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Denham Springs man targeted business he thought Muslims owned, sheriff says

Former Marine Corps reservist reportedly tells investigators he blamed group for 'killing his fellow service members overseas'
Chad Horsley

LIVINGSTON PARISH -- A Denham Springs man with ties to the military was arrested after authorities said he committed a hate crime against a convenience store whose owners he believed were Muslim, the Livingston Parish Sheriff's Office said.

Chad Horsley, 27, reportedly told investigators he blamed Muslims for "killing his fellow service members overseas."

“He was also upset that Muslims, in his mind, were having an easier time prospering than he was despite his time in the service,” Sheriff Jason Ard said in a news release.

Horsley is accused of several offenses against the convenience store on La. 1019.

Ard said Horsley first went to the store on Feb. 27 and claimed he was a police officer. Horsley reportedly said he suspected drug activity and planned to return and conduct a search.

A witness told deputies that Horsley returned Saturday, drove his truck into the store and took the ATM. When the witness tried to stop him, Horsley pulled out a gun and left the scene, Ard said.

Horsley told investigators he was an East Baton Rouge Sheriff's deputy. Ard said investigators learned Horsley was a former reserve deputy.

Horsley's father, Samuel Horsley Jr., told The Advocate that his son served as an East Baton Rouge Sheriff's deputy for several years beginning when he was 19. That ended, he said, when his son joined the U.S. Marine Corps Reserve in 2014.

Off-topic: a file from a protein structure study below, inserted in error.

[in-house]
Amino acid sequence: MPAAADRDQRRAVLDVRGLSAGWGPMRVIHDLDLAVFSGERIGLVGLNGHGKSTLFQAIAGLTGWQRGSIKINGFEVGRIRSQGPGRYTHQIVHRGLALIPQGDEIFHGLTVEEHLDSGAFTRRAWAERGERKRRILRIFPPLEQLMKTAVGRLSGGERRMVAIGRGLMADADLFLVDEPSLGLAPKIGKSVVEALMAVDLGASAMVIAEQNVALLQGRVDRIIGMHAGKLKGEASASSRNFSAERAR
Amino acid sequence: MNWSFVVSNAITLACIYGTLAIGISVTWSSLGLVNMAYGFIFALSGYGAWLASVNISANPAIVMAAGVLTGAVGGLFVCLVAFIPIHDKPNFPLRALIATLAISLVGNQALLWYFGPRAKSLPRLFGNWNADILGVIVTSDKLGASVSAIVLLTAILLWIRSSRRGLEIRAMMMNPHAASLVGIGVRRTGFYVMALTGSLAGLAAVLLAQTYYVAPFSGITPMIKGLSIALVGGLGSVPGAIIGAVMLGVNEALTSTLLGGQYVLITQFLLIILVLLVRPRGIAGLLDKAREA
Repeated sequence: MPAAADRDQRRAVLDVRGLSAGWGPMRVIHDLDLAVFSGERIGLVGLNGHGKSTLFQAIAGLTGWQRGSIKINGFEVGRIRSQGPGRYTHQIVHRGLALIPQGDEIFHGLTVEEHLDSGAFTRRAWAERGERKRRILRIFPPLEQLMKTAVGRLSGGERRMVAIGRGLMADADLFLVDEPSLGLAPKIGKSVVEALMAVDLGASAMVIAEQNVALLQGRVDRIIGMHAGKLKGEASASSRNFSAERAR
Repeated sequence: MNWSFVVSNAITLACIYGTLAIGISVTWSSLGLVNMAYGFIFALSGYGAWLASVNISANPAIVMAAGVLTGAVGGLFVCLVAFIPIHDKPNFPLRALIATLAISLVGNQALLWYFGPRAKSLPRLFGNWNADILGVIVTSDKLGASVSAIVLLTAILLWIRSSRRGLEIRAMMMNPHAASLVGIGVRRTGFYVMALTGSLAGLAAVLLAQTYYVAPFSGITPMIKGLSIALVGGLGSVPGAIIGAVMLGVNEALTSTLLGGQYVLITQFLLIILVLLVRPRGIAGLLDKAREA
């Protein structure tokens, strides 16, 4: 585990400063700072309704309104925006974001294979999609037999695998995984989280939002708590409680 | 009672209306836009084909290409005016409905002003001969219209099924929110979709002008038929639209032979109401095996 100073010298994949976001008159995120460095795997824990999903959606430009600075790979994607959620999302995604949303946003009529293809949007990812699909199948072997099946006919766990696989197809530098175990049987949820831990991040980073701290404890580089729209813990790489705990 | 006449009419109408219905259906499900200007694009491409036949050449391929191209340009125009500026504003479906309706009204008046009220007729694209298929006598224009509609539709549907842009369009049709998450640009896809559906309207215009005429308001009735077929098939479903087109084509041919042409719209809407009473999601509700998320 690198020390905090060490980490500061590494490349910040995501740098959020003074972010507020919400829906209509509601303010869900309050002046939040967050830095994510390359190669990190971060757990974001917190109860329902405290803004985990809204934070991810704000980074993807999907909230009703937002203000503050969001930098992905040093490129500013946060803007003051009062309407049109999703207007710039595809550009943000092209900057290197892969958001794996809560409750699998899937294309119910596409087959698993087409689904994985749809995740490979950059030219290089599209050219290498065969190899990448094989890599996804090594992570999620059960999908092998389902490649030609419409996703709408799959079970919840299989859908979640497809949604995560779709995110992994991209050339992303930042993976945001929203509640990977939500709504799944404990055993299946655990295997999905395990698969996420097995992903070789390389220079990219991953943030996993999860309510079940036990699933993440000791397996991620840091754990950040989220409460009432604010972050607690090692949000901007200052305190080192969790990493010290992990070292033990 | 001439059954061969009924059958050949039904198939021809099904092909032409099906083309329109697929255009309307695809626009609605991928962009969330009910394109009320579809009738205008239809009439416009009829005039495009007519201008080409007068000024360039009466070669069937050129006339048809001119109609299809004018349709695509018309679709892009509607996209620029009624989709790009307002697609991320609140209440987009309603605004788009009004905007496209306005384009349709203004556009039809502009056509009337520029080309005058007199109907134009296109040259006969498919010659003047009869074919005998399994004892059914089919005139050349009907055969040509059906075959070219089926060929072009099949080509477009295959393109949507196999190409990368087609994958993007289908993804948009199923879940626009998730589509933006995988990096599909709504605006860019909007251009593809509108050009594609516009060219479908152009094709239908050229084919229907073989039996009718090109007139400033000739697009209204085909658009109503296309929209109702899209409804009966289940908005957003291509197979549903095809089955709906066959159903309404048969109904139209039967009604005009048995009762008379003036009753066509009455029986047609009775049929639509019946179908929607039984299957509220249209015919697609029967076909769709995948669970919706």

Department of Defense records The Advocate reviewed indicate someone with Chad Horsley's name and date of birth served in the Marine Corps Reserve and was on active duty from November 2014 to August 2015, the time his dad said he was completing boot camp and other training.

A spokesperson with the East Baton Rouge Sheriff's Office could not be reached for comment.

Stephen Horsley told The Advocate his son was honorably discharged from the military in December 2017 after he was diagnosed with liver disease and needed to receive treatment. He started working for a crane operating company most recently.

Family members noticed that Chad Horsely was more distant than usual the past few months. But his dad told The Advocate that relatives could not have predicted anything close to the recent allegations. He also noted that his son has no history of mental health diagnoses or treatment.

"I'm in shock because that's not my son," Samuel Horsley said. "He's about as far from a racist as they come. I did not raise my kids that way (but) taught them to always look at people in their heart. … He wasn't in his right mind. He must've just snapped."